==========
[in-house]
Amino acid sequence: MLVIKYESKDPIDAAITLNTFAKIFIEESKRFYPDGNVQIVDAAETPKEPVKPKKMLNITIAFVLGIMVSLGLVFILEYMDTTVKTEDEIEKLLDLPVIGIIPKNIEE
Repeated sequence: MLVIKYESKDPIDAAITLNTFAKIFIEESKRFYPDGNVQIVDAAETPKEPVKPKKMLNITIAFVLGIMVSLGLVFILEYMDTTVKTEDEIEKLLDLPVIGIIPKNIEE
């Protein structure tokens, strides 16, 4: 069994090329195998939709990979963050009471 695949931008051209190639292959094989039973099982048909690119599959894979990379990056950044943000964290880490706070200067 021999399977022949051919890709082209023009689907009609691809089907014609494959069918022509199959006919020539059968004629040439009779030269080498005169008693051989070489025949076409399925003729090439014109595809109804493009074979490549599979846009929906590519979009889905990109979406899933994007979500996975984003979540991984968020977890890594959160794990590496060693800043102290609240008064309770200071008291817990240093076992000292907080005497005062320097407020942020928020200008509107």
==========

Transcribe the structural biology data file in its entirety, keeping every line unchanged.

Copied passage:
[in-house]
Amino acid sequence: MLVIKYESKDPIDAAITLNTFAKIFIEESKRFYPDGNVQIVDAAETPKEPVKPKKMLNITIAFVLGIMVSLGLVFILEYMDTTVKTEDEIEKLLDLPVIGIIPKNIEE
Repeated sequence: MLVIKYESKDPIDAAITLNTFAKIFIEESKRFYPDGNVQIVDAAETPKEPVKPKKMLNITIAFVLGIMVSLGLVFILEYMDTTVKTEDEIEKLLDLPVIGIIPKNIEE
């Protein structure tokens, strides 16, 4: 069994090329195998939709990979963050009471 695949931008051209190639292959094989039973099982048909690119599959894979990379990056950044943000964290880490706070200067 021999399977022949051919890709082209023009689907009609691809089907014609494959069918022509199959006919020539059968004629040439009779030269080498005169008693051989070489025949076409399925003729090439014109595809109804493009074979490549599979846009929906590519979009889905990109979406899933994007979500996975984003979540991984968020977890890594959160794990590496060693800043102290609240008064309770200071008291817990240093076992000292907080005497005062320097407020942020928020200008509107």